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Why are feminists refusing to discuss the Cologne sex attacks?

7 January 2016

3:44 PM

7 January 2016

3:44 PM

Regardless of the background of the men who carried out the attacks in Cologne on New Year’s Eve, it is a pretty horrific story. A series of sexual attacks took place in the city centre by a group of around 1,000 men. More than 150 women have filed criminal complaints, three-quarters of them for sexual assault. Two cases of rape have been reported. It is the kind of story that should make headlines – and should provide ample fodder for writers who like to tackle feminist topics head on. After all, surely this is the very definition of ‘rape culture’? And if the actual attacks aren’t enough to merit a reaction, then how about the suggestion by Cologne’s female mayor that women should adopt a ‘code of conduct‘ to prevent future assault. Is that not the very definition of ‘victim blaming’?

But the headlines have been conspicuous by their absence. So far this year, the main ‘feminist’ topic covered by Guardian comment writers is Chris Gayle’s cricket sexism row, which involves the sportsman chatting up a female journalist. There is not one mention of the Cologne attacks, aside from in news reports. Why is that? Is it because they are not deemed important? Perhaps we don’t care about vicious attacks against German frauen? Or is it because the details of the story – that the men appear to have been of ‘Arab or North African origin’ who did not seem to speak German or English, and that there is a possibility they are some of the 1.1 million migrants to have entered Germany last year  – make it too controversial to touch? Feminist writers are not famed for holding their tongues – as individuals who have been hanged, drawn and quartered by them can attest. But in an article for Prospect, Jessica Abrahams offers this measly explanation for the silence:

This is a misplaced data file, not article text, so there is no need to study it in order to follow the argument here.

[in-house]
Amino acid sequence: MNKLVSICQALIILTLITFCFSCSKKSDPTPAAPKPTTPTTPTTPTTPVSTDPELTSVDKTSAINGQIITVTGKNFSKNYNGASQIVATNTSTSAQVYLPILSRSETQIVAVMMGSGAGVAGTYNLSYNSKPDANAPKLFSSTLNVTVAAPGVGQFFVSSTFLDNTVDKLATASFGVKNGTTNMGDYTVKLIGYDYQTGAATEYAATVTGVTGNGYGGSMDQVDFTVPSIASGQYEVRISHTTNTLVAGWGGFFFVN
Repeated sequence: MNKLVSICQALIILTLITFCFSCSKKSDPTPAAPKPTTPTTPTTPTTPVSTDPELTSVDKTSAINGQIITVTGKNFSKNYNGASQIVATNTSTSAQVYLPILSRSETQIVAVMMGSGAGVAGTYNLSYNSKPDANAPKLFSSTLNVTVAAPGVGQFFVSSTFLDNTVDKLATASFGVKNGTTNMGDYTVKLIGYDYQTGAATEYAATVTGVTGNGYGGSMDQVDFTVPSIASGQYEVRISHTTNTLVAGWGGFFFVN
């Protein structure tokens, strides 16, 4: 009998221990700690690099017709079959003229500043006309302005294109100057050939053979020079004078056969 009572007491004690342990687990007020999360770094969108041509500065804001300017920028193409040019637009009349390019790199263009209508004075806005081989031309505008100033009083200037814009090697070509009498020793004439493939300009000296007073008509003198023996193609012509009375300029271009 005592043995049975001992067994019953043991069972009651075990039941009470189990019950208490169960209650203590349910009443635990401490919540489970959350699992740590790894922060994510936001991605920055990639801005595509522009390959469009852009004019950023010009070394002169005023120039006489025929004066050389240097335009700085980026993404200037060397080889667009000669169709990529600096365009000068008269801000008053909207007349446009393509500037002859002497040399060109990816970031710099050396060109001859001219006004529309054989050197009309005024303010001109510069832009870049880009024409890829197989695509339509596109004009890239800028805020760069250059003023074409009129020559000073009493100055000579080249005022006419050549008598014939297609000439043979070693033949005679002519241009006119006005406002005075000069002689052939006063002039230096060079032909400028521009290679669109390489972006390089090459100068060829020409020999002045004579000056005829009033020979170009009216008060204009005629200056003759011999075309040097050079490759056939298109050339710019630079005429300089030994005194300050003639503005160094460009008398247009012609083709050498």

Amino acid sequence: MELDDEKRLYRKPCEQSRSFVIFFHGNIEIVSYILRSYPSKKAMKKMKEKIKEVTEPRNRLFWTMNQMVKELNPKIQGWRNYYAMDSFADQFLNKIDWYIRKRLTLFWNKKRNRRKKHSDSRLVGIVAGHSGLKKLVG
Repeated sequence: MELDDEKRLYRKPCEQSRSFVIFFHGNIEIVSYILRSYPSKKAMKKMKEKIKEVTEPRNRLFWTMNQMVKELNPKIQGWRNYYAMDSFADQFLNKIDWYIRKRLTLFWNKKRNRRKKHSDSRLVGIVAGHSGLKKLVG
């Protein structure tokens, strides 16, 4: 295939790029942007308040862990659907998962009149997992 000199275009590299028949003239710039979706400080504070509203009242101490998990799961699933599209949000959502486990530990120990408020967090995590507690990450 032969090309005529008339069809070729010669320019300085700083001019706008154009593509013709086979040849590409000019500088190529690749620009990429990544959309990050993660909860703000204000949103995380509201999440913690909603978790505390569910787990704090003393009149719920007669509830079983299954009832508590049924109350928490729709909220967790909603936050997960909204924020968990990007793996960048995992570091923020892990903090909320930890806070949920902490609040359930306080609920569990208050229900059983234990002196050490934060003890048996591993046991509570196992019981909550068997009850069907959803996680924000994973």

Feminists are necessarily concerned with the protection of minorities and marginalised groups. If some of them are finding it difficult to speak up about the event because of concerns it might be used to encourage aggression against refugees, I can’t say I blame them. The fault lies not with the feminists but with those making them nervous to speak–the very same people, often, who are expressing outrage that they aren’t.

It is usually the task of feminists to make enough noise about incidents of sexual assault that they can no longer be ignored; the Cologne attack was big enough that it received a huge amount of attention across Europe and further afield. We can only hope now that the police are successful in bringing those responsible to the courtroom and preventing further attacks, and that the women involved are given enough support.

I do not wish to get into a debate about migration, but it seems fair to suggest we face facts: many North African and Arab countries are not famed for their exemplary treatment of women. And many of the people entering Europe are young men from these countries, who may well have never come across the concept that women are equal to men, and do not deserve to be threatened, molested or raped. If we are too scared to say this, for fear that it might look uncharitable towards migrants, then we land ourselves in all kinds of trouble. Eventually we will have to say it though, so we might as well start now.

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